For Kosali Simon, a nationally known health economist, IU’s supercomputers are vital to her work studying the causes and consequences of the opioid crisis and the impact of the Affordable Care Act.
Simon needs supercomputing power to analyze large data sets and a user-friendly interface to collaborate with students and colleagues in her role as the Herman B Wells Endowed Professor in the IU Bloomington O’Neill School of Public and Environmental Affairs.
Together with her students and faculty collaborators, Simon uses Research Desktop (aka RED), a graphical desktop service, to access IU’s Carbonate supercomputer. UITS developed RED to be particularly helpful to users who are unaccustomed to working in Unix-like, command-line environments, and to teams who would like a shared computing setting.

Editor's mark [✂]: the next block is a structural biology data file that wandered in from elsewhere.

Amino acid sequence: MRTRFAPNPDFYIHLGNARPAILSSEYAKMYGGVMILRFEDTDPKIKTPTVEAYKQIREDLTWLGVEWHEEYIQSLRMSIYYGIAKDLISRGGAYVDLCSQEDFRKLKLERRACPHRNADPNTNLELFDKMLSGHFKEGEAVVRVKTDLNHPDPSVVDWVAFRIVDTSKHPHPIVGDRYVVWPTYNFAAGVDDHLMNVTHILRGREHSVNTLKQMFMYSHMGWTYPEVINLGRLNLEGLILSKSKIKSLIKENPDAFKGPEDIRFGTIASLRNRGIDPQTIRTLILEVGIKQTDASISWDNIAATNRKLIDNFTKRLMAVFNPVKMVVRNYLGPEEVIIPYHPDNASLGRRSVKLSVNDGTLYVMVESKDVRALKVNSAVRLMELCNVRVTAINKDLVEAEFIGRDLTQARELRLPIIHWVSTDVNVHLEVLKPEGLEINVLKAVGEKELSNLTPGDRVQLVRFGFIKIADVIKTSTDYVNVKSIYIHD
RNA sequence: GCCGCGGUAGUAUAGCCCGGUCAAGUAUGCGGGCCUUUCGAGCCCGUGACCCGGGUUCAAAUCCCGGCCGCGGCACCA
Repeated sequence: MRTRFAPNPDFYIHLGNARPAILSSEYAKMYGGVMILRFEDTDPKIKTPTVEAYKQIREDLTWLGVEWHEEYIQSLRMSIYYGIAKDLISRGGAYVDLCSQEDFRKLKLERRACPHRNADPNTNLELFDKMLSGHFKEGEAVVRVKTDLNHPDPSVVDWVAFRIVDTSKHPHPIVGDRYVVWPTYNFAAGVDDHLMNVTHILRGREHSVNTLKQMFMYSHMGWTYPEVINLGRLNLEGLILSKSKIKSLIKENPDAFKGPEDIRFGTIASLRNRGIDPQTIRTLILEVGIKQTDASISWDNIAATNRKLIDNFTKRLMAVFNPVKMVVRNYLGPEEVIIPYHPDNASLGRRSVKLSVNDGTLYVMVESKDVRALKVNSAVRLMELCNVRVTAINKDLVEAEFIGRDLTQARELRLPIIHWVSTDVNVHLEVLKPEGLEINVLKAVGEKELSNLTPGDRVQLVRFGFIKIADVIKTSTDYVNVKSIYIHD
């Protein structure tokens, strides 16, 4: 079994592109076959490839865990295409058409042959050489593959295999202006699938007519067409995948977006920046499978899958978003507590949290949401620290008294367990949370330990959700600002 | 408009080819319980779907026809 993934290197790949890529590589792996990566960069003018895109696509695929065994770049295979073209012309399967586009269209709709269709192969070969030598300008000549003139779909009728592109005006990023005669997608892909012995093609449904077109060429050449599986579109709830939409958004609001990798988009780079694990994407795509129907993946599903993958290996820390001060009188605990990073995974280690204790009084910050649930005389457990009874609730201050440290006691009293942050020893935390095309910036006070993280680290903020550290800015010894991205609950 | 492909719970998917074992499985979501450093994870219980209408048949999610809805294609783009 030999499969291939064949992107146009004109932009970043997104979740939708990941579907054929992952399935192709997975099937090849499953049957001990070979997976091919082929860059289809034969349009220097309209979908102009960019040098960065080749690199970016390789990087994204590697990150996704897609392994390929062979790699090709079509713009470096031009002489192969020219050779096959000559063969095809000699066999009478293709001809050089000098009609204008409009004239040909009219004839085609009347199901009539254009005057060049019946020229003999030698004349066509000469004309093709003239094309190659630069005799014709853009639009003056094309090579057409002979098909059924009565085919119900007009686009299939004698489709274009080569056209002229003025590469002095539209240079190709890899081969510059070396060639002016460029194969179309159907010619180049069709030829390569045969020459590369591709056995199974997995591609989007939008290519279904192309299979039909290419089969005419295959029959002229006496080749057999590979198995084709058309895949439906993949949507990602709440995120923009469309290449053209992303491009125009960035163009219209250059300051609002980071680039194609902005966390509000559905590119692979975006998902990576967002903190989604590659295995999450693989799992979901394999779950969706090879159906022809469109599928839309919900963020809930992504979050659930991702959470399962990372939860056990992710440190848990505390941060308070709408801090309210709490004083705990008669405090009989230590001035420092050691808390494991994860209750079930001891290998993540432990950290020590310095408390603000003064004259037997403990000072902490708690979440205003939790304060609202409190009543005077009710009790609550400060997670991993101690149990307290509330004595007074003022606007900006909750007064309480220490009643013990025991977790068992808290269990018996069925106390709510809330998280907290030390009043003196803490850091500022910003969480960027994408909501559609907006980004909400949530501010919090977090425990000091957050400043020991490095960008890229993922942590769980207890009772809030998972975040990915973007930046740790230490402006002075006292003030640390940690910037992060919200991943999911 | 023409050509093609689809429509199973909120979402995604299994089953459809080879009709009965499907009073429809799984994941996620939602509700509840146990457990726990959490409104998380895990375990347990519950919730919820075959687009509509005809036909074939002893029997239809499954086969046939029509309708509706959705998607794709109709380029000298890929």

“RED lets my students and me use a familiar interface on our personal computers to analyze complex data using analytical applications remotely on Carbonate,” Simon said. “These resources really enable team science.”